When car payments go unpaid for a long period of time, lenders have a recourse for collecting: the repo man. In accordance with the laws in your state, the repo man can locate your vehicle and retrieve it for the lender. In turn, the lender can sell your car and recoup some of its money. In the end, a repossession may leave you with no car and bad credit. Additionally, you may be required to pay the difference between the sale price of the car and the amount you still owe on your loan. Fortunately, there are ways to stop the repo man.
Contact the lender. One of the best ways to stop the repo man is to call and request payment arrangements or loan reconfiguration. Your lender may be willing to work with you to avoid the expense of a repossession and help you get back on track.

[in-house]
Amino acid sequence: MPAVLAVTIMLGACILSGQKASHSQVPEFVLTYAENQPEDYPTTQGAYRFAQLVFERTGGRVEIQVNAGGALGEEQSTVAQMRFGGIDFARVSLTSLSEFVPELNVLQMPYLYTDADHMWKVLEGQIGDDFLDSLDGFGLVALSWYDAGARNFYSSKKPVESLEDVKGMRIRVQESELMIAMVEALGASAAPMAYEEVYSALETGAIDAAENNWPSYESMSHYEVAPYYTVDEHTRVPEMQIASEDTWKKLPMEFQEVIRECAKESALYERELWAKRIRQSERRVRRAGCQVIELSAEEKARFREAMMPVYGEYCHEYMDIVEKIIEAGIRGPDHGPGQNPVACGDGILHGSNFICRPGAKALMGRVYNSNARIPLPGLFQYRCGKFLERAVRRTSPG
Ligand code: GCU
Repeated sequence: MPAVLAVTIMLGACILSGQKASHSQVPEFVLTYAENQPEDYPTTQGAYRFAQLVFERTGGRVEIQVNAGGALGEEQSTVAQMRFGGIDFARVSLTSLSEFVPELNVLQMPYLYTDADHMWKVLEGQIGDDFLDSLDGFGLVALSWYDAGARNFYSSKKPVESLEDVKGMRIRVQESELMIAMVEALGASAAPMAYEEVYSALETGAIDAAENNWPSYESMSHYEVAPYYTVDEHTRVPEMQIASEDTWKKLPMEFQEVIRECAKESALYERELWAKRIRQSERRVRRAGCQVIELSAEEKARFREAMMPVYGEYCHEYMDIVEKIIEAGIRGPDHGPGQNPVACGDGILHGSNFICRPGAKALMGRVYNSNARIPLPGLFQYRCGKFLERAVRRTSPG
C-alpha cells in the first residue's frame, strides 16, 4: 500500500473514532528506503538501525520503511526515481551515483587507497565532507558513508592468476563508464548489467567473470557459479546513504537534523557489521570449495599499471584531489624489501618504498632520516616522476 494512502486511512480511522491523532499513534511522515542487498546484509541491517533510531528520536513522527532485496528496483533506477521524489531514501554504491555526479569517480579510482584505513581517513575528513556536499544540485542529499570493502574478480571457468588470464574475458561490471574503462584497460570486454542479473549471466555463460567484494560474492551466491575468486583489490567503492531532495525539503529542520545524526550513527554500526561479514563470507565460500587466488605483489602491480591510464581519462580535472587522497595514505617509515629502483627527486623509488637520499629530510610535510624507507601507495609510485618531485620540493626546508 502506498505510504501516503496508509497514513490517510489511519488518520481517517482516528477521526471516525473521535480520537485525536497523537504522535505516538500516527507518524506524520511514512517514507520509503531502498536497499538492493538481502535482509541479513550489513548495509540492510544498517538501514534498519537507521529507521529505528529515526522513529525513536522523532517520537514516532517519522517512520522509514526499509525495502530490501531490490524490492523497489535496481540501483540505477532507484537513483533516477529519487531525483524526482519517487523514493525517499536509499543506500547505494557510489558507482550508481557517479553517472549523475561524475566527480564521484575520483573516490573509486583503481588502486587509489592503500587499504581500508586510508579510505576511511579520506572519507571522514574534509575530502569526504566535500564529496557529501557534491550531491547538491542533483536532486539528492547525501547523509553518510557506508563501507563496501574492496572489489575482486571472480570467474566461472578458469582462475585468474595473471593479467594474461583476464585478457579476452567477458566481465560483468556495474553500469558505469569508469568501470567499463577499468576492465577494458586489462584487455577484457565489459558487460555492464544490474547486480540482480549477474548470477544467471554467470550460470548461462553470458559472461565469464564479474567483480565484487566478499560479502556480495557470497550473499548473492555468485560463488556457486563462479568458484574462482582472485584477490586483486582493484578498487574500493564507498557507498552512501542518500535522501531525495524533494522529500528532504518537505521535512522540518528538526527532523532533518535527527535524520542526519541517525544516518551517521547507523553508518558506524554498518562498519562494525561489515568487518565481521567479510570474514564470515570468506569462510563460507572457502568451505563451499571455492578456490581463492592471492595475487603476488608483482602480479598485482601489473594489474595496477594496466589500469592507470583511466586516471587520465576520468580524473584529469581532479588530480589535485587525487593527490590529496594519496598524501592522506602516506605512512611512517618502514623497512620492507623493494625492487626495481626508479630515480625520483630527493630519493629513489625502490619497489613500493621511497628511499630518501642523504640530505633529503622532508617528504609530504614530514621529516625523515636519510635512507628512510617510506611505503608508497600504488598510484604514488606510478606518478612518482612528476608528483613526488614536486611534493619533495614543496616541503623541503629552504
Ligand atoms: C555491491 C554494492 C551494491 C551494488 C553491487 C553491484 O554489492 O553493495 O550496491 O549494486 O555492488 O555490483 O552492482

Pay your overdue balance. Most lenders use repossession as a last resort. If you pay your past-due bill in full, your lender will likely call off the repo man.
Move your car to a friend's home. If you can park it in a friend's garage, you may be able to avoid the repossession for long enough to pay your past-due balance and get your account back in good standing.
Sell your car. If you can find a buyer for your car and get a good price for it, you may be able to pay off all or most of what you owe the lender. In many cases, the amount of money you'll get from a buyer you find will be more than the price the car would sell for in a lender's auction.
File for bankruptcy. Once you've filed, the court will put a temporary stay on collection efforts, and your car will be safe for a time. You may be able to renegotiate the payment of your debt through bankruptcy.
Seek a lawyer's help. Repossession laws differ from state to state, and a lawyer can fill you in on specific laws in your state. He may also help you to negotiate repayment and learn about other strategies for stopping the repo man.